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- Some FFEL loans are federally sponsored student loans held by private student loan providers, and others are held by the US government.
- Private FFEL loans are out of the question for Biden’s forgiveness plan. You must consolidate into a direct loan to qualify.
- Here’s how to apply for direct loan consolidation and the pros and cons involved.
You could miss out on a student loan forgiveness just because you have the wrong type of loan.
President Biden’s $10,000 and $20,000 forgiveness plan for Pell Grant recipients applies only to federally owned student loans. And some FFEL loans are currently ineligible.
Student loan expert Sonia Lewis of the Student Loan Doctor explains, “FFEL loans are government-backed loans funded by a private company.”
Because some FFEL loans are serviced by private lenders, they are not eligible for student loan forgiveness and other government protections such as the pandemic payment pause. The Biden administration says it is working to bring forgiveness to people with privately held FFEL loans, but there is no specific timeline or information at this time.
However, some FFEL loans are already held by the US government through service providers such as Nelnet or MOHELA. These loans already qualify for student loan forgiveness; If your FFEL loans were on hold during the pandemic, they are eligible for forgiveness.
If your FFEL loans are privately owned, you must consolidate them into direct loans owned by the government to qualify for forgiveness. Here’s how to do it.
How to complete a direct loan consolidation application
The first step is to fill out a direct loan consolidation application at studentaid.gov. You must log in to start the application, but you can also use a read-only or demo application to prepare for the actual application.
You must provide the following:
- Your full name and all previous names
- your social security number
- Your date of birth
- your permanent address
- Your phone number
- Your e-mail address
- Your employer’s name, address and telephone number
You must also provide two references – two adults who live in the US but do not live with you and who have known you for at least three years. You must provide the following information about your references:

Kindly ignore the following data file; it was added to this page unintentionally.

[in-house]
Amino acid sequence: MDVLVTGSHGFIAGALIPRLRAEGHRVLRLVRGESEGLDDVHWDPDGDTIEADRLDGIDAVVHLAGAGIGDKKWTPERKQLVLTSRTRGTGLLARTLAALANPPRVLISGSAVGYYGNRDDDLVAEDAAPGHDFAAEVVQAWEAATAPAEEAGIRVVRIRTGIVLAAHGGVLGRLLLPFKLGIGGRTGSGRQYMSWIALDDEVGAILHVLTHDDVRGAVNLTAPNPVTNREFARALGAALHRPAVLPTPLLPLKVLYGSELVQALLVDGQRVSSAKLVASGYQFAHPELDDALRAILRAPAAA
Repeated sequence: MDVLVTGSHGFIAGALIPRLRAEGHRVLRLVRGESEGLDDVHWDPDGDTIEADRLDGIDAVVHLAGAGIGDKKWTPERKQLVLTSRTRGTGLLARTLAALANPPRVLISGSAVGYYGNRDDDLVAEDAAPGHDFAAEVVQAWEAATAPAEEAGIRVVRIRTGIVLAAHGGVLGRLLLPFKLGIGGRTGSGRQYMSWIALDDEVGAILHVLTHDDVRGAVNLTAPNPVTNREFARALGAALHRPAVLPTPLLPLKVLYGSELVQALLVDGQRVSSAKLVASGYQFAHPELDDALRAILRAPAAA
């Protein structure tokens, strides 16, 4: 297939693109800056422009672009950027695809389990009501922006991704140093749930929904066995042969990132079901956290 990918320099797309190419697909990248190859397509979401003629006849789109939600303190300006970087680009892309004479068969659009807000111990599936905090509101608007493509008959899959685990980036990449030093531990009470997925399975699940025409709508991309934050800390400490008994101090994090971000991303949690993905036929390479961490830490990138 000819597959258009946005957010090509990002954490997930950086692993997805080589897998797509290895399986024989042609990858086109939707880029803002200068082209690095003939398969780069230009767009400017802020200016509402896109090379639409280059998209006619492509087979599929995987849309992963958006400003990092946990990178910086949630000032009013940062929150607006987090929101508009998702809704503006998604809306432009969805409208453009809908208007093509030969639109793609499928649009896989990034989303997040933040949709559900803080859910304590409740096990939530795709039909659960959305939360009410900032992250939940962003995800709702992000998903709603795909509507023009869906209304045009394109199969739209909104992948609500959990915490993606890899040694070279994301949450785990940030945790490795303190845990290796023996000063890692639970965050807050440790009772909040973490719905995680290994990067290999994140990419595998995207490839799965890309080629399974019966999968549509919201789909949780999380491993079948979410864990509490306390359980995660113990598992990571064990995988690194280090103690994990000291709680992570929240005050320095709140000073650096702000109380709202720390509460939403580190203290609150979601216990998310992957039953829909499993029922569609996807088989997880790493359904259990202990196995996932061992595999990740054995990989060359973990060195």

- phone number
- mailing address
After you have filled out your information and provided references, the next section in the application is titled Loans I want to consolidate. This is what this part of the application looks like:
Only consolidate non-direct loans.
Once you’re done with this section, fill out the next section titled Loans I don’t want to consolidate. They will list any other student loans that you want the federal government to consider when determining your maximum repayment period.
Choose your new service provider
After selecting the loans you want to consolidate and those you don’t want to consolidate, you will be prompted to select a new government student loan servicer.
Here is a list of federal loan servicers and details on each one from the Better Business Bureau:
Sign a new promissory note
Just like you did when you went to college, you must sign a promissory note, an agreement between you and the government that says you will pay your debt. Lewis says, “Basically, you’re taking out a new loan with this government, so you should think of it as such.”
Your direct consolidation application includes a hard credit request, which means your credit score could drop by five to 30 points, Lewis says.
What are the benefits of consolidating my FFEL loans?
If you consolidate your FFEL loans, you’re eligible for Biden’s $10,000 student loan forgiveness plan, or $20,000 if you received a Pell grant (provided you meet the income threshold of $125,000 per year for an individual or $250,000 for married couples who apply for taxes together).
In addition, you may be entitled to lower monthly payments. FFEL loans, which were discontinued in 2010, are only eligible for select federal income-tested repayment plans. Consolidating into a direct loan entitles you to more IDR options.
What do I lose by consolidating my FFEL student loans?
If you paid off your FFEL loan using an income-tested repayment plan, if you consolidate now, any payments you made for forgiveness will be erased. You would have to start the clock all over again as soon as you consolidate your student loans.
The same normally applies to government loan forgiveness, although your payments are covered under the temporary PSLF waiver until the end of October.
Here’s how long it takes for federal student loans to be granted under certain IDR plans: